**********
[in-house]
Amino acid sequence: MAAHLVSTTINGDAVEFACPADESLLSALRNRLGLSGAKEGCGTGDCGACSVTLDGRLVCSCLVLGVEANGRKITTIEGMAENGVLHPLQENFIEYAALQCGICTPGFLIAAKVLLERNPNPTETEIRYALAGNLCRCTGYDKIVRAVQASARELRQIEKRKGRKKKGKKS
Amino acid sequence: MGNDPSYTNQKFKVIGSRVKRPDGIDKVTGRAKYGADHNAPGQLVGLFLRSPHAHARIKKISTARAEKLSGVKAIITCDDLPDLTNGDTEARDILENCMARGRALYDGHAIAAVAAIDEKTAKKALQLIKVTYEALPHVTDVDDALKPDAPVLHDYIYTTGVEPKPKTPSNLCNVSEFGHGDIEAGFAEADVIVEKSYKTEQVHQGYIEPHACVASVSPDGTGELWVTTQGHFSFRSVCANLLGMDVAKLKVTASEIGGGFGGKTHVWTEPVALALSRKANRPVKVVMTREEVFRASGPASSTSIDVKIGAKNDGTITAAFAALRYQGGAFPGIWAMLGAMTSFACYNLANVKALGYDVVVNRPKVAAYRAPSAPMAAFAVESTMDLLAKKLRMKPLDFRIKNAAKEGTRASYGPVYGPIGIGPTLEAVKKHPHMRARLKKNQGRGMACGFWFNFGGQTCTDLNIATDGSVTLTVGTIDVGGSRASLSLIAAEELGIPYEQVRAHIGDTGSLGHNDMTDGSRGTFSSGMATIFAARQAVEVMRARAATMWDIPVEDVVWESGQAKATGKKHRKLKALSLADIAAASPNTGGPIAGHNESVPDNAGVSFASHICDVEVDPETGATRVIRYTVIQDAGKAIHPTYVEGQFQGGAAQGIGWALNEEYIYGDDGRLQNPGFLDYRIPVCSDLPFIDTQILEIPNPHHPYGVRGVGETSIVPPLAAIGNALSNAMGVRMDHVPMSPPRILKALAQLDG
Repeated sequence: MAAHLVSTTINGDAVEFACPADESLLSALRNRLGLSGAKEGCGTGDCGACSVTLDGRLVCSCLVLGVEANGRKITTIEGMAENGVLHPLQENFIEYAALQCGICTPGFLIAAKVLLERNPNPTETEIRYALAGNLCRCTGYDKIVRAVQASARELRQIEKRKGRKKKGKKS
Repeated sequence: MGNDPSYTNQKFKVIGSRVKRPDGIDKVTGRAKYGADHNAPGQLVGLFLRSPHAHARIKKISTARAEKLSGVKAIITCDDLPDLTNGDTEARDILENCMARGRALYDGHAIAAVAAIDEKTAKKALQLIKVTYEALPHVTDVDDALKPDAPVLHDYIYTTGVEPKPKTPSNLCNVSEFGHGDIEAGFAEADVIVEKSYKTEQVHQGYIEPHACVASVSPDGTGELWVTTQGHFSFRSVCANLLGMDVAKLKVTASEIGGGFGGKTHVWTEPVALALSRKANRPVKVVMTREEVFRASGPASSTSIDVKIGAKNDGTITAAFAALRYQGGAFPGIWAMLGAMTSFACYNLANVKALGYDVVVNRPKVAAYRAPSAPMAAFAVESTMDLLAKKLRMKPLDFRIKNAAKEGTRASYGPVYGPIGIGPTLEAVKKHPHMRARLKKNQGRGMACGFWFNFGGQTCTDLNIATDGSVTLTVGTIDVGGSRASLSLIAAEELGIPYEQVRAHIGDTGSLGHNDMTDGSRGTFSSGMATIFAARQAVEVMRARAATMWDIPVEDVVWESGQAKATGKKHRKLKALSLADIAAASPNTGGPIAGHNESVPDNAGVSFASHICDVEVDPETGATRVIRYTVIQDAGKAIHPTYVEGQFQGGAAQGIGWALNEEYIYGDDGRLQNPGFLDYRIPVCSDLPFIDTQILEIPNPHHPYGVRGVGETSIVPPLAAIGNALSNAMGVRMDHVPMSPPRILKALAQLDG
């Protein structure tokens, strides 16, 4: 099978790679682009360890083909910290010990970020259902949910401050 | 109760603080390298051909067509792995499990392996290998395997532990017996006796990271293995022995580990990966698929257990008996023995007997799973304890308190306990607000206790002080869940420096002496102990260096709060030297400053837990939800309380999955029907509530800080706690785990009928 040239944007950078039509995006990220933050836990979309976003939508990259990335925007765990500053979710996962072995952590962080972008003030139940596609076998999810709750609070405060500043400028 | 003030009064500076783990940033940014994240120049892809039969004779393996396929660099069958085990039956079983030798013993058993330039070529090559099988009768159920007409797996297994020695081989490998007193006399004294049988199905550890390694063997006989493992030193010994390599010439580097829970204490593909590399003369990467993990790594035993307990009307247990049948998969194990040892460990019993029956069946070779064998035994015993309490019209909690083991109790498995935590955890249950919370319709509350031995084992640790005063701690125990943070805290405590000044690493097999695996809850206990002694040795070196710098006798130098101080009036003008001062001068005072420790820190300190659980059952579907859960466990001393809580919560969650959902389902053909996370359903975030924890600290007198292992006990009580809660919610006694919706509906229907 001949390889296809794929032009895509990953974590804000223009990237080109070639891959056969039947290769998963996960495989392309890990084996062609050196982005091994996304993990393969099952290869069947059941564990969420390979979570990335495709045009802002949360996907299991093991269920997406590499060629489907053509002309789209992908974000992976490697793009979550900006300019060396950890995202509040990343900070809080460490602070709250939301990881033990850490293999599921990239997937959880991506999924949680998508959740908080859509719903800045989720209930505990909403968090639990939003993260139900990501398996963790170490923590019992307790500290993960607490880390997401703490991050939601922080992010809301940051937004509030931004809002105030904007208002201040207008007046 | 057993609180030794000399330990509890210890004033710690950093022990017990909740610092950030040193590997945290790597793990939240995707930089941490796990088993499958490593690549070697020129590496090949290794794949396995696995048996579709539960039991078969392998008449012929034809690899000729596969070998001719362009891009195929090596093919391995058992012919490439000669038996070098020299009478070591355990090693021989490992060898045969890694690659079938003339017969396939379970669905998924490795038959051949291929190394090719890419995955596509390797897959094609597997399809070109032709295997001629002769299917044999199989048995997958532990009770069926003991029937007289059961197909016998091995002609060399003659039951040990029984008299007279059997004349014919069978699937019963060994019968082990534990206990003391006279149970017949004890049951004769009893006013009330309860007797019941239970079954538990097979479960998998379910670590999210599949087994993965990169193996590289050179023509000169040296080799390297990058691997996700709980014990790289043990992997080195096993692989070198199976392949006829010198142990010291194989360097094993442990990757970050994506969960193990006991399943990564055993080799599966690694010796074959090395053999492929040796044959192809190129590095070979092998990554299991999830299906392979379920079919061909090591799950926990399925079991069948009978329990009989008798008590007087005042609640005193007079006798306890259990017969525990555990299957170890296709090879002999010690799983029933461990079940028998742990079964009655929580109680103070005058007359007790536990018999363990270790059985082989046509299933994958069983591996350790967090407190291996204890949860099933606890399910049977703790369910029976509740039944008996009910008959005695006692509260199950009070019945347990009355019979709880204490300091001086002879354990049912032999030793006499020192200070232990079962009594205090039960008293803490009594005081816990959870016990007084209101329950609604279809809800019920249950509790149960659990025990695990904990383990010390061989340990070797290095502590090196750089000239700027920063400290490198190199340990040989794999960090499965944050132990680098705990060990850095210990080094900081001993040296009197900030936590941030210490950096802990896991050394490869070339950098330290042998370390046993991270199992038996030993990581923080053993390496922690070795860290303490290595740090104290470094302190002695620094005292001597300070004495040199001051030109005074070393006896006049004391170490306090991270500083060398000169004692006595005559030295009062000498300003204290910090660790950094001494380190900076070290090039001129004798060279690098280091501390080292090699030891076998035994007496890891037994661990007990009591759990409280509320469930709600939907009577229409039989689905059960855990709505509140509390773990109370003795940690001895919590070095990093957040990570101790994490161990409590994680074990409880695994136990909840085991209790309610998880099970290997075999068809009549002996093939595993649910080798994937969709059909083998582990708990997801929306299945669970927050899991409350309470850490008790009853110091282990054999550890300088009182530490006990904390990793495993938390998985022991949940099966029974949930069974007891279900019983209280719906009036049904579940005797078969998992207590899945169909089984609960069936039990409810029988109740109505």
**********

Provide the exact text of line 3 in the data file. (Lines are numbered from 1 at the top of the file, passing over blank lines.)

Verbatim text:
Amino acid sequence: MGNDPSYTNQKFKVIGSRVKRPDGIDKVTGRAKYGADHNAPGQLVGLFLRSPHAHARIKKISTARAEKLSGVKAIITCDDLPDLTNGDTEARDILENCMARGRALYDGHAIAAVAAIDEKTAKKALQLIKVTYEALPHVTDVDDALKPDAPVLHDYIYTTGVEPKPKTPSNLCNVSEFGHGDIEAGFAEADVIVEKSYKTEQVHQGYIEPHACVASVSPDGTGELWVTTQGHFSFRSVCANLLGMDVAKLKVTASEIGGGFGGKTHVWTEPVALALSRKANRPVKVVMTREEVFRASGPASSTSIDVKIGAKNDGTITAAFAALRYQGGAFPGIWAMLGAMTSFACYNLANVKALGYDVVVNRPKVAAYRAPSAPMAAFAVESTMDLLAKKLRMKPLDFRIKNAAKEGTRASYGPVYGPIGIGPTLEAVKKHPHMRARLKKNQGRGMACGFWFNFGGQTCTDLNIATDGSVTLTVGTIDVGGSRASLSLIAAEELGIPYEQVRAHIGDTGSLGHNDMTDGSRGTFSSGMATIFAARQAVEVMRARAATMWDIPVEDVVWESGQAKATGKKHRKLKALSLADIAAASPNTGGPIAGHNESVPDNAGVSFASHICDVEVDPETGATRVIRYTVIQDAGKAIHPTYVEGQFQGGAAQGIGWALNEEYIYGDDGRLQNPGFLDYRIPVCSDLPFIDTQILEIPNPHHPYGVRGVGETSIVPPLAAIGNALSNAMGVRMDHVPMSPPRILKALAQLDG